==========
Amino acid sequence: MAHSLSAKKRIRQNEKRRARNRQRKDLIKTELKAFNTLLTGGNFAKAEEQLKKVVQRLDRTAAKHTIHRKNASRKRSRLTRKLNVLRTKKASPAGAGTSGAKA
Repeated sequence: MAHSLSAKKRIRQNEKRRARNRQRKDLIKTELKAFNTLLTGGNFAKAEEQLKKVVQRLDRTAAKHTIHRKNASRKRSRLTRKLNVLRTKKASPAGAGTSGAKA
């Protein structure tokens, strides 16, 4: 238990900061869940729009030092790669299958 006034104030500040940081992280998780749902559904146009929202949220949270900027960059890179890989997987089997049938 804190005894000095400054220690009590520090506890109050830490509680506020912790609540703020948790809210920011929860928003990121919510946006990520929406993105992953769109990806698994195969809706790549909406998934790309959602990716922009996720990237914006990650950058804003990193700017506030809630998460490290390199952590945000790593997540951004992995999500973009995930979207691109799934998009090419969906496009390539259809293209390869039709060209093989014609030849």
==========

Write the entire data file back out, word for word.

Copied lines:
Amino acid sequence: MAHSLSAKKRIRQNEKRRARNRQRKDLIKTELKAFNTLLTGGNFAKAEEQLKKVVQRLDRTAAKHTIHRKNASRKRSRLTRKLNVLRTKKASPAGAGTSGAKA
Repeated sequence: MAHSLSAKKRIRQNEKRRARNRQRKDLIKTELKAFNTLLTGGNFAKAEEQLKKVVQRLDRTAAKHTIHRKNASRKRSRLTRKLNVLRTKKASPAGAGTSGAKA
């Protein structure tokens, strides 16, 4: 238990900061869940729009030092790669299958 006034104030500040940081992280998780749902559904146009929202949220949270900027960059890179890989997987089997049938 804190005894000095400054220690009590520090506890109050830490509680506020912790609540703020948790809210920011929860928003990121919510946006990520929406993105992953769109990806698994195969809706790549909406998934790309959602990716922009996720990237914006990650950058804003990193700017506030809630998460490290390199952590945000790593997540951004992995999500973009995930979207691109799934998009090419969906496009390539259809293209390869039709060209093989014609030849």